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Use of coal in industries around Mumbai could be one of biggest contributor to pollution, says study

Factories in the Mumbai Metropolitan Region (MMR) burn two million tonnes of coal every year, the report released in February, highlighted.

By: Express News Service | Mumbai |
March 14, 2021 12:51:50 am
coal pollution MumbaiFactories in the Mumbai Metropolitan Region (MMR) burn two million tonnes of coal every year, the report released in February, highlighted.

The massive use of coal in the industries situated around Mumbai could be one of the biggest contributor to pollution in the city and its surrounding areas, finds a study by Delhi-based non-profit organisation Centre for Science and Environment (CSE).

Factories in the Mumbai Metropolitan Region (MMR) burn two million tonnes of coal every year, the report released in February, highlighted.

Of the 13 industrial areas bordering Mumbai, CSE assessed four – Trans-Thane Creek (TTC), Taloja, Ambernath and Dombivali.

These four areas cover about 70 per cent of the industries operating in MMR.

The TTC, which comes under the Navi Mumbai Municipal Corporation, was found to be a hotspot, contributing about 44 per cent of the total pollution load from the four areas. It also records the highest consumption of coal, at nearly 60 per cent of the coal consumed in the areas studied. Taloja Industrial Area follows TTC by contributing about 26 per cent of the pollution load.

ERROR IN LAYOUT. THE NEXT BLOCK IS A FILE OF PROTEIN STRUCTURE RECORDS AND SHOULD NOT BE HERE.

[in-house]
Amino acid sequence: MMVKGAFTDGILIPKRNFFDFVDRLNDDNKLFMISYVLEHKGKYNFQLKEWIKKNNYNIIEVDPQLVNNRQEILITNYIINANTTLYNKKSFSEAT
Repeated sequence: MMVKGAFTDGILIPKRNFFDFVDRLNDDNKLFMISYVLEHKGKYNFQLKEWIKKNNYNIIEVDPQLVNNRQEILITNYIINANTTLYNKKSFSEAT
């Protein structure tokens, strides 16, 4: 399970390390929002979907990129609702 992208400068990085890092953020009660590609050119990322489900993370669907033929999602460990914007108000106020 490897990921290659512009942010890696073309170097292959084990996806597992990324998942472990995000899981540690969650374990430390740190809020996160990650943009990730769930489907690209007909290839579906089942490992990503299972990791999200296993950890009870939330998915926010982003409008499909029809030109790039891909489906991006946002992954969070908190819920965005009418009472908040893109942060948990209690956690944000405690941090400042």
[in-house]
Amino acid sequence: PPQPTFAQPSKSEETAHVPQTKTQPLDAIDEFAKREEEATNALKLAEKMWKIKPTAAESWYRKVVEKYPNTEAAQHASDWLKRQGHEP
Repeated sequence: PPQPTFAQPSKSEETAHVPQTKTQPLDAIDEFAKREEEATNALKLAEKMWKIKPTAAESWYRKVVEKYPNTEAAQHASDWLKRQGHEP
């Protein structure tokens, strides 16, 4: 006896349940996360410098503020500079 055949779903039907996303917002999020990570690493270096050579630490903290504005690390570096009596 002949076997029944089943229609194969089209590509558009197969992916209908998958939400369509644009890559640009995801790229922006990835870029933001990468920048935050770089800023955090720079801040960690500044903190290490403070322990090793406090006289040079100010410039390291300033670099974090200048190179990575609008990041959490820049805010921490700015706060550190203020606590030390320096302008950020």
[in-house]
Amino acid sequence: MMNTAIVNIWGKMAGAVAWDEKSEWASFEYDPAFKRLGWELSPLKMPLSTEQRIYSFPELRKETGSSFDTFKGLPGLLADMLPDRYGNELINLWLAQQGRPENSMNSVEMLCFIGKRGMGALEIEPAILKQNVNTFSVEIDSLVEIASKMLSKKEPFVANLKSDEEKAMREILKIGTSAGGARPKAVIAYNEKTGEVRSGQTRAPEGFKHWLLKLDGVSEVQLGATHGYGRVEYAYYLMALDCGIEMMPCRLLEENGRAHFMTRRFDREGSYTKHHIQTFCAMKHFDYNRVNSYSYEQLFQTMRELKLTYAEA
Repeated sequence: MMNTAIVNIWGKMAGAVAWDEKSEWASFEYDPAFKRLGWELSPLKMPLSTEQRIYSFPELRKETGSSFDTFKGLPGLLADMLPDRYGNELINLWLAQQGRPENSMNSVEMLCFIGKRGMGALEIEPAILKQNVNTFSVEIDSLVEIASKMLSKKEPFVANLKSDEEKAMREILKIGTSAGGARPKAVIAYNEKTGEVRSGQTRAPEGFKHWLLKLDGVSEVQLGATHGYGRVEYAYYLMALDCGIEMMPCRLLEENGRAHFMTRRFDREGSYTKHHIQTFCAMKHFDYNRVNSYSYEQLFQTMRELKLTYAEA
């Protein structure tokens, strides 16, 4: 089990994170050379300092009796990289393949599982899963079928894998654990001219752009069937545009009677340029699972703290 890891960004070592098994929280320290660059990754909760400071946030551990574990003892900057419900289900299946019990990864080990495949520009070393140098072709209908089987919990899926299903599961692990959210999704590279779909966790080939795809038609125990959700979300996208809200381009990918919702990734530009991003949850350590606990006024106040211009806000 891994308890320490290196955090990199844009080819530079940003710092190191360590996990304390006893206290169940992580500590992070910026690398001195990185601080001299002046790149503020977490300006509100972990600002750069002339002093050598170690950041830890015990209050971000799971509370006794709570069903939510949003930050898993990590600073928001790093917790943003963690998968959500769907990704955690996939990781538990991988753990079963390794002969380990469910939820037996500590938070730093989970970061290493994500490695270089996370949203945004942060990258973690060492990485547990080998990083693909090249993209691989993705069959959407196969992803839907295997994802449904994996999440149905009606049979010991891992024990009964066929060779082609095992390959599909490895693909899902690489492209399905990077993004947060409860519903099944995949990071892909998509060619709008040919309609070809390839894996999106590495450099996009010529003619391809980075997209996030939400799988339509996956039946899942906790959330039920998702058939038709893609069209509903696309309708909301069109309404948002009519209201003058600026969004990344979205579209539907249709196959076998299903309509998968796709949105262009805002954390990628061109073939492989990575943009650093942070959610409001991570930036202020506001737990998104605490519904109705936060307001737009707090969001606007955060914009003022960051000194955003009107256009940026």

The MMR encompasses an area of 4,355 sq km and consists of eight municipal corporations – Greater Mumbai, Thane, Kalyan-Dombivali, Navi Mumbai, Ulhasnagar, Bhiwandi-Nizampur, Vasai-Virar and Mira-Bhayandar. It also includes nine municipal councils – Ambernath, Kulgaon-Badalapur, Matheran, Karjat, Panvel, Khopoli, Pen, Uran and Alibaug – along with more than 1,000 villages in Thane and Raigad districts.

Under the National Clean Air Programme, the four non-attainment cities – Mumbai, Navi Mumbai, Ulhasnagar and Badlapur – also are part of MMR.

“Mumbai is a coastal region and is, hence, not expected to have very high levels of pollution. But with rapid industrial and infrastructural development, the air quality has started deteriorating. The city needs to wake up and take corrective actions, to avoid turning into a pollution pressure-cooker like Delhi,” said Nivit Kumar Yadav, programme director, industrial pollution unit, CSE.

To understand the local exposure, CSE monitored the Particulate Matter (PM) last February. The report found that heavy traffic and industrial emissions contribute to pollution, locally.
The average level of PM 2.5 in Chembur, Taloja and TTC industrial areas were at 73 micrograms/cubic metre (µg/m3), 62 µg/m3 and 64 µg/m3, respectively.

The safety limit of PM 2.5 is 40 µg/m3 (annual). PM 2.5 pollutants, made up of hundreds of chemicals, are emitted into the air by construction sites, unpaved roads, fields and smokestacks or fires, power plants, factories and automobiles.
The average PM 10 values ranged between 200 to 900 µg/m3. The safety standard for PM 10 is 60 µg/m3 (annual).

Patalganga industrial area near Panvel had the lowest exposure to PM, whereas Dombivali, which comes under the Kalyan-Dombivali Municipal Corporation, has the highest exposure in Thane district. Dombivali is one of the most densely populated areas in MMR, and thus its air quality impacts a larger population than other areas, said the report.

Within Mumbai, Chembur has industrial units of large and organised sectors like power, oil refining and fertiliser. However, emissions from these units are controlled as the norms for these sectors are quite stringent compared to medium and small sector units found in the rest of MMR.

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